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Legislative Assembly for the ACT: 1996 Week 5 Hansard (15 May) . . Page.. 1241 ..

MR MOORE (continuing):

possible method, so that community members can feel that we are not finding a back way to growing cannabis for drugs. It is certainly introduced not with that intention, but with the intention that we can provide a method with the least possible red tape, to ensure that people in the ACT have another choice in terms of the crop that they might grow and an industry that might be leading the country as soon as possible.

Debate (on motion by Mr Humphries) adjourned.


MS FOLLETT (10.45): I present the Statutory Appointments (Amendment) Bill 1996.

Title read by Clerk.


That this Bill be agreed to in principle.

The Statutory Appointments Bill was passed by this Assembly in 1994 in order to oblige the government of the day to consult appropriately with this Assembly, through its committees, on appointments to statutory offices which the government wished to make. The amendment to the Act that I am moving by this amendment Bill is to put that requirement to consult into a framework which I believe will be much more workable for the committees involved. What I am proposing is that the Government must allow those committees sufficient time and an appropriate amount of time for consultation to actually take place. I have proposed that the consultation period should be 30 days. If the consultation does not require 30 days and the committee is able to make a recommendation before that time has expired, then the Minister is able to proceed with the recommendations.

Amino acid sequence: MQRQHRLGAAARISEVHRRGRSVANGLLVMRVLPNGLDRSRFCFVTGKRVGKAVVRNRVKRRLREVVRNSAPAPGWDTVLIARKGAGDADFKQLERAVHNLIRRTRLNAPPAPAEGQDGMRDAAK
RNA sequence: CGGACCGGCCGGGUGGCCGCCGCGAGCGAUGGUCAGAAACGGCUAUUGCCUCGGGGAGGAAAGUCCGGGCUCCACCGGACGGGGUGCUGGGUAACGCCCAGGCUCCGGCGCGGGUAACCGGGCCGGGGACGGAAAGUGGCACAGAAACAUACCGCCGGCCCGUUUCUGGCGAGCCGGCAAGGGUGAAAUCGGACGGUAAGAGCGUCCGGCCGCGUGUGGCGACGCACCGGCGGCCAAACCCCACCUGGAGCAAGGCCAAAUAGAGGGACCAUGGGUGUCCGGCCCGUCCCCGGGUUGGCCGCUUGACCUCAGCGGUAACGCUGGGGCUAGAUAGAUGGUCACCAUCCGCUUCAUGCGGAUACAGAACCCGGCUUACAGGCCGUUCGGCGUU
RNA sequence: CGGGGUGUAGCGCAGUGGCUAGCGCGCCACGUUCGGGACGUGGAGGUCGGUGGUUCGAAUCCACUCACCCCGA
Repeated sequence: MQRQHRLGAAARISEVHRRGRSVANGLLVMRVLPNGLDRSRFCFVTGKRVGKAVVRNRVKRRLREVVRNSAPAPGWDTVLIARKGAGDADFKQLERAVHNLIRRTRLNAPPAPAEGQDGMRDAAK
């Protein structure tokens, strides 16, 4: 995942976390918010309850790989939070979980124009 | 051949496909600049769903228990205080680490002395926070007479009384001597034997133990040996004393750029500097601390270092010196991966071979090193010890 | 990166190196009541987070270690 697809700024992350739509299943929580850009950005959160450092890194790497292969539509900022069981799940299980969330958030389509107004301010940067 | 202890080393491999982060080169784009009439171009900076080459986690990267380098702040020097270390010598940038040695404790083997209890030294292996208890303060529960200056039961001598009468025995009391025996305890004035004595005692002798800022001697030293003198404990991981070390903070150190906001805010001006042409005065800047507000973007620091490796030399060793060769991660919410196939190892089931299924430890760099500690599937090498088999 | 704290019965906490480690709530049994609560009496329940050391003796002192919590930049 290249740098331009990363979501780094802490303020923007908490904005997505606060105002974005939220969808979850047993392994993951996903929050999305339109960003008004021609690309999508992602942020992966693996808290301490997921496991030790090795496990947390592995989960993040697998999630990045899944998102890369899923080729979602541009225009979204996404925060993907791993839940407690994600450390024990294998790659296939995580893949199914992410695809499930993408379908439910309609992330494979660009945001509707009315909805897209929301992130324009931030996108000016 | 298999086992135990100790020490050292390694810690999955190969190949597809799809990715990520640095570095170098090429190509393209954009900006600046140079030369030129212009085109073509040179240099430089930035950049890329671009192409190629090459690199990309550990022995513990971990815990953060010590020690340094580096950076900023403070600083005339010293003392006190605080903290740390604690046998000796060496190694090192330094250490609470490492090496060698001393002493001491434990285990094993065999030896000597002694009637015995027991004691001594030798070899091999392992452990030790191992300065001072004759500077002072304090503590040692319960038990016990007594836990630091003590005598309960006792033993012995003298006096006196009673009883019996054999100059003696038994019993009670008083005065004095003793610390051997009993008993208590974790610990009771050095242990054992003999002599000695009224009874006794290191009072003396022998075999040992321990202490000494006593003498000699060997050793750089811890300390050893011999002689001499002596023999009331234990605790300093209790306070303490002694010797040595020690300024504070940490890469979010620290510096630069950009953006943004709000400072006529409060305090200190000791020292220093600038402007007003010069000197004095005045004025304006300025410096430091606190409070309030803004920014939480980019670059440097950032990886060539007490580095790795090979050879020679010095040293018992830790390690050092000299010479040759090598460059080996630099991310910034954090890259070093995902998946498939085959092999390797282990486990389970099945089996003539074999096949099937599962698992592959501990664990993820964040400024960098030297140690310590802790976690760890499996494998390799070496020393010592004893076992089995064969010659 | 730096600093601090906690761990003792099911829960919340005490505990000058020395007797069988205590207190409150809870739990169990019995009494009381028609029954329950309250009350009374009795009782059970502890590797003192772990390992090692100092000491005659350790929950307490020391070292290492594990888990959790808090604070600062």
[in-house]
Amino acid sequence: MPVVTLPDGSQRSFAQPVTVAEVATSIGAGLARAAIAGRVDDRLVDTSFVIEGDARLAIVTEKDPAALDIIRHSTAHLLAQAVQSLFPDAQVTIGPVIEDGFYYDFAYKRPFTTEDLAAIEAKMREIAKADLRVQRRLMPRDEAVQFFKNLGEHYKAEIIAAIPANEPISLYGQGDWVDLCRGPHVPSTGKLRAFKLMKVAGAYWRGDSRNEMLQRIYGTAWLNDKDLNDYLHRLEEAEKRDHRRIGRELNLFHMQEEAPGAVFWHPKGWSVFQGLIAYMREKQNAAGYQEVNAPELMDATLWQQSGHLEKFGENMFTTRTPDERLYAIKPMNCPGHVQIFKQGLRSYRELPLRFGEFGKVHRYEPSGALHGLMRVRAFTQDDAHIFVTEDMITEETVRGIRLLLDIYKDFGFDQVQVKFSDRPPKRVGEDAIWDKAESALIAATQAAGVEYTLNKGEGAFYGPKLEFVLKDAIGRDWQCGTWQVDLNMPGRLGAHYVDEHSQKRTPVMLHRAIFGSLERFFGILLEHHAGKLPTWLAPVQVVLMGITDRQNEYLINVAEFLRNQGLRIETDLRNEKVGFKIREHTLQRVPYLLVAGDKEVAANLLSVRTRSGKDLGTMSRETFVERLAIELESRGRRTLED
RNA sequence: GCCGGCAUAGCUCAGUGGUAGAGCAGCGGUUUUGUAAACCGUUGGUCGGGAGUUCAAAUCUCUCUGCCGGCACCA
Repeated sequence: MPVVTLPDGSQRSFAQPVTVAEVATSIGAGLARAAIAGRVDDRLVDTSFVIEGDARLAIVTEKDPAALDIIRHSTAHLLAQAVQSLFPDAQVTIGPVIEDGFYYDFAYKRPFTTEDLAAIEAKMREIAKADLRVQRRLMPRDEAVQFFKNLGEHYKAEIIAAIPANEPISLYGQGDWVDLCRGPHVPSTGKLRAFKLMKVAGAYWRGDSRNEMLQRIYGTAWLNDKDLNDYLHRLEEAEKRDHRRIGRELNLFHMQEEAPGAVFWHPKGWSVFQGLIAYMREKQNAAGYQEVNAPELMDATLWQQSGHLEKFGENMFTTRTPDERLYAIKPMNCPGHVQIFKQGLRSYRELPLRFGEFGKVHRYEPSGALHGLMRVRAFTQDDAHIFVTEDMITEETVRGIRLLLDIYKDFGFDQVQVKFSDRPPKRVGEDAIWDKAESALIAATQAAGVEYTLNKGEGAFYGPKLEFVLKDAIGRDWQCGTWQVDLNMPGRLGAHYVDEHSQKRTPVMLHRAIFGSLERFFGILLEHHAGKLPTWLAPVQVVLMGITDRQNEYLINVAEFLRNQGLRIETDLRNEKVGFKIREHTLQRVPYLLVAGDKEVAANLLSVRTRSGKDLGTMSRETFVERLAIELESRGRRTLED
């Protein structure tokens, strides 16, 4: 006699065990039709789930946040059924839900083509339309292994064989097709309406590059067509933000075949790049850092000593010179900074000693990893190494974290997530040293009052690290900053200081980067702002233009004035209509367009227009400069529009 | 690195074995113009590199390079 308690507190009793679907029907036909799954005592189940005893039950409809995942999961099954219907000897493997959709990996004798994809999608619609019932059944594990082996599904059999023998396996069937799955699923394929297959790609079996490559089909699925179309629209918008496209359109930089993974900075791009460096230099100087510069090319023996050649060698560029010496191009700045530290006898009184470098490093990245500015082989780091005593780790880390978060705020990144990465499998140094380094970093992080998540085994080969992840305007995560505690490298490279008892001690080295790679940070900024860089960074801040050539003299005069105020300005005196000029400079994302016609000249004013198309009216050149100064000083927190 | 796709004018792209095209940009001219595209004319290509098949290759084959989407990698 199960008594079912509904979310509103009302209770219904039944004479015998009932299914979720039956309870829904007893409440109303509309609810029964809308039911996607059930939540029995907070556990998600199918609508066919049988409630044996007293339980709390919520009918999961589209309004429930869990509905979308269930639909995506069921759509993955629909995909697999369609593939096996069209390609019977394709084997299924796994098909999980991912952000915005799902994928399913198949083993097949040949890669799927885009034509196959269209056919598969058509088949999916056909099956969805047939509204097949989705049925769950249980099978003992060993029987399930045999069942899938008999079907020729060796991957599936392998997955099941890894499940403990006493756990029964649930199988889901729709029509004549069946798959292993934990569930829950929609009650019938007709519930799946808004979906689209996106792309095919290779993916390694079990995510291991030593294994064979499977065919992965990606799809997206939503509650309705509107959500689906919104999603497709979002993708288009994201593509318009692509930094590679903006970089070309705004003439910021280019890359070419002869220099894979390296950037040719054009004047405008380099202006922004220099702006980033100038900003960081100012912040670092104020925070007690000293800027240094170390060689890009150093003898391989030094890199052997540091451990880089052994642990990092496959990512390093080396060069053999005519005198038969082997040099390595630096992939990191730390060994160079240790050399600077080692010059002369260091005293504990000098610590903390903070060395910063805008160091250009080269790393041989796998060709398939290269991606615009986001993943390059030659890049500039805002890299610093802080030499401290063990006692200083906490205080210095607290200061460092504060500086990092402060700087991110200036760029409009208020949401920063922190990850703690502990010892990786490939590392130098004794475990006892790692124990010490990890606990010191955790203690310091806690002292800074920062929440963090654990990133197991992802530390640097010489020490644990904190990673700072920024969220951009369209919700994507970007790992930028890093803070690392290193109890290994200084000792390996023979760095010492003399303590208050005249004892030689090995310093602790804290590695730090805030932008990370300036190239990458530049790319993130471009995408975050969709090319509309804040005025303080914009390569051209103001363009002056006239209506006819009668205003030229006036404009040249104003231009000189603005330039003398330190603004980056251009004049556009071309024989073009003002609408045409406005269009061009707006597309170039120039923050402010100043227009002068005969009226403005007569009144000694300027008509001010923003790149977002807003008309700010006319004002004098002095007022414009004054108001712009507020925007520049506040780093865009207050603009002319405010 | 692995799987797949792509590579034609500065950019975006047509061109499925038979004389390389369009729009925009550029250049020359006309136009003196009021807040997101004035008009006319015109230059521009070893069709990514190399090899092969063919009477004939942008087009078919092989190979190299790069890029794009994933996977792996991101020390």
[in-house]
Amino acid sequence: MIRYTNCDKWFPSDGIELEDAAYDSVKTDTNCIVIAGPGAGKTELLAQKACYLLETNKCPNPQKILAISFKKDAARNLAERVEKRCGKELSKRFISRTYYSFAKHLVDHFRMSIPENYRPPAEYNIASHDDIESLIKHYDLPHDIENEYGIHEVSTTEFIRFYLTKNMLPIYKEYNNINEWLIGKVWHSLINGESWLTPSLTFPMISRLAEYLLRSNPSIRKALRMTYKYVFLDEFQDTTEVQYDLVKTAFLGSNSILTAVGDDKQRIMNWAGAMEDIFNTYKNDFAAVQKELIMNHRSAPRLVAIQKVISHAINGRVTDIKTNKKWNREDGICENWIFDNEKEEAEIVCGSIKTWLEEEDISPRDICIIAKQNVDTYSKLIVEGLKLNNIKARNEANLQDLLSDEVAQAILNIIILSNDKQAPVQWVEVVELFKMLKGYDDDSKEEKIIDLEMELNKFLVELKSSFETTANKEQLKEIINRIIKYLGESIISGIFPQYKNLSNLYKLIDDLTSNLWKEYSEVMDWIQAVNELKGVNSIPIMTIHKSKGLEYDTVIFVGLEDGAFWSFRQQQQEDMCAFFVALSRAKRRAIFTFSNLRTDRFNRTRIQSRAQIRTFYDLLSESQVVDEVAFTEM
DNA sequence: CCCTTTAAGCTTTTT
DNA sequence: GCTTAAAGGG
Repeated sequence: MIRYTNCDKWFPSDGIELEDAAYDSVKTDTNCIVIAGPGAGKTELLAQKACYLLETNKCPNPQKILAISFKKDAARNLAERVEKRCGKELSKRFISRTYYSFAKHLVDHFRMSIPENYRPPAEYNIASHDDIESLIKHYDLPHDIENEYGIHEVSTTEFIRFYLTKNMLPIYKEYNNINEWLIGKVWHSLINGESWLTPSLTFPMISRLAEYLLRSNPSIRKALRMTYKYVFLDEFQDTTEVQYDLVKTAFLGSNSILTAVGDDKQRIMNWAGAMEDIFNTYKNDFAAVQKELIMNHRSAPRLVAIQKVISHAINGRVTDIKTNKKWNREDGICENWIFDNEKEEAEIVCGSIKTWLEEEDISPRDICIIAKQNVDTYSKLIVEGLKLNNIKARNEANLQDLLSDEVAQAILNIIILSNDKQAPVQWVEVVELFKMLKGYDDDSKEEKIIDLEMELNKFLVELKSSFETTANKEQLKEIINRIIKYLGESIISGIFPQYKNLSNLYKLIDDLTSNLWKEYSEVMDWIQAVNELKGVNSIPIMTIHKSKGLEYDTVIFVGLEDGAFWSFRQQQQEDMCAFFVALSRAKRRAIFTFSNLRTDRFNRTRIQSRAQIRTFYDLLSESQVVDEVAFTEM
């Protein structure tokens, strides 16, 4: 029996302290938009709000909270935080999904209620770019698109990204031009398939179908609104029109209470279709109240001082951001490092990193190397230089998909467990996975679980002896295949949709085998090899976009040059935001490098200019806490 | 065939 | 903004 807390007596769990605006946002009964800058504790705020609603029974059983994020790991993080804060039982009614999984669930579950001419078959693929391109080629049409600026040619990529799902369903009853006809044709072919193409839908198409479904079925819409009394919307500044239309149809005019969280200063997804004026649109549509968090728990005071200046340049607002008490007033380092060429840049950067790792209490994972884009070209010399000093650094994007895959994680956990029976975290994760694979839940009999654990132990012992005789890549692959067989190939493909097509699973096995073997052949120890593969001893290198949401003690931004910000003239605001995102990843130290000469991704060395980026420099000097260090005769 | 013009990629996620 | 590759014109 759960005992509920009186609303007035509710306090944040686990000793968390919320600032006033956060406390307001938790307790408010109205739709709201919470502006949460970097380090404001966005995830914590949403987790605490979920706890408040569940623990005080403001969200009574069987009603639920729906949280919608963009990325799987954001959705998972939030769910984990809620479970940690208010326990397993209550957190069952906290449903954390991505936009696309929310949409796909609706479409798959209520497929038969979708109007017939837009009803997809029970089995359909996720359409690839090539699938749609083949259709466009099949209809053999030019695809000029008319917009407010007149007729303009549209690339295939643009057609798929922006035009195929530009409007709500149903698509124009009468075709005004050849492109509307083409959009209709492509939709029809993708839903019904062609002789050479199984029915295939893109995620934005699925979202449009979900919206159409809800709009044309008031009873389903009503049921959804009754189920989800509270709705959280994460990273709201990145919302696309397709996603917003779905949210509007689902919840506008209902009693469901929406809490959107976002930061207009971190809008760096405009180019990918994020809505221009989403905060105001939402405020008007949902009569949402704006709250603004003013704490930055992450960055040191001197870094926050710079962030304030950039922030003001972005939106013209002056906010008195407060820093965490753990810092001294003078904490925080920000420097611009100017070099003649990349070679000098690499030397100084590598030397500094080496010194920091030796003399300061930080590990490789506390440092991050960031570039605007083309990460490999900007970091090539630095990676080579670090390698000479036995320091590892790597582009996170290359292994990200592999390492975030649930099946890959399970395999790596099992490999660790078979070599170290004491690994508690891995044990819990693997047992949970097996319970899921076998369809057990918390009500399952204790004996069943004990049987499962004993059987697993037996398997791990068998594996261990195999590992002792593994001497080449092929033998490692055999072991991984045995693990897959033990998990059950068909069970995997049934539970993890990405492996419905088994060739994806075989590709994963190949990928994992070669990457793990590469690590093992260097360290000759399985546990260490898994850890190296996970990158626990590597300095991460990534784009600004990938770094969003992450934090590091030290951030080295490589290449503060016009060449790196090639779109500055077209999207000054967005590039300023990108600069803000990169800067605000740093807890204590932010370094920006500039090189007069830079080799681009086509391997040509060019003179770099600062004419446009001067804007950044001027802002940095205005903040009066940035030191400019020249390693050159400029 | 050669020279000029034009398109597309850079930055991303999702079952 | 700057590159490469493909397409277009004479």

I am moving this amendment Bill because of some fairly unfortunate experiences which I have had in terms of having been consulted by the Government on a range of appointments. I think it is appropriate, given that the Assembly has passed this legislation, that we do make every effort to make sure that it is honoured, as was obviously the wish of the Assembly at the time. Let me just go through a couple of the areas where I think the Government has been less than scrupulous, shall we say, in its attitude towards consultation on these matters. I think probably the most important appointments where the Government has fallen down on consultation related to the appointments by Mrs Carnell to the ACT Remuneration Tribunal. In fact, Mrs Carnell had announced those appointments, if not made them, quite some time before she went to the Standing Committee on Public Accounts by way of consultation. I think that was very regrettable, because it was a matter which concerned all members of this Assembly and on which the PAC had every right to be consulted fully and, I would have said, in confidence so that the committee could express a view. Consultation is not a one-way street; you do not just send people your decision and say, "Well, what do you think? Like it or lump it". If you are genuine about consultation you do expect some feedback from the people whom you are consulting. That did not occur on this occasion because, as I say, the appointments had already been announced.

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